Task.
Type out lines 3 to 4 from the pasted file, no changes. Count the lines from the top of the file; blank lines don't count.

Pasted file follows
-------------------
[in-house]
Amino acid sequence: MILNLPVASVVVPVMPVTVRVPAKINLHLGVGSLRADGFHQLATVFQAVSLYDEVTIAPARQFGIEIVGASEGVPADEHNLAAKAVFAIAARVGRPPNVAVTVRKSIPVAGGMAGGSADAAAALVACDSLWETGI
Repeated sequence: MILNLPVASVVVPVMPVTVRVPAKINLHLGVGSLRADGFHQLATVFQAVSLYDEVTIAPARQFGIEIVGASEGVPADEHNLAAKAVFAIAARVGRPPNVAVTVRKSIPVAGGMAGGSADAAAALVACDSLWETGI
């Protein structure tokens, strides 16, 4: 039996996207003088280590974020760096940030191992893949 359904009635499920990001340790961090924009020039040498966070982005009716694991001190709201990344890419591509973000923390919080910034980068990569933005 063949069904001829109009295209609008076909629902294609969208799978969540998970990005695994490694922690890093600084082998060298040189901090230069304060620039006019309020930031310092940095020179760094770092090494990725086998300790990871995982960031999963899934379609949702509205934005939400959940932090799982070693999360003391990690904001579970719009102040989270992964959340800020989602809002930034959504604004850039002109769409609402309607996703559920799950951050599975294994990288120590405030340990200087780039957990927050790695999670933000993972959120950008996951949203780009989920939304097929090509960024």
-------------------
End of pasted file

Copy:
Repeated sequence: MILNLPVASVVVPVMPVTVRVPAKINLHLGVGSLRADGFHQLATVFQAVSLYDEVTIAPARQFGIEIVGASEGVPADEHNLAAKAVFAIAARVGRPPNVAVTVRKSIPVAGGMAGGSADAAAALVACDSLWETGI
């Protein structure tokens, strides 16, 4: 039996996207003088280590974020760096940030191992893949 359904009635499920990001340790961090924009020039040498966070982005009716694991001190709201990344890419591509973000923390919080910034980068990569933005 063949069904001829109009295209609008076909629902294609969208799978969540998970990005695994490694922690890093600084082998060298040189901090230069304060620039006019309020930031310092940095020179760094770092090494990725086998300790990871995982960031999963899934379609949702509205934005939400959940932090799982070693999360003391990690904001579970719009102040989270992964959340800020989602809002930034959504604004850039002109769409609402309607996703559920799950951050599975294994990288120590405030340990200087780039957990927050790695999670933000993972959120950008996951949203780009989920939304097929090509960024």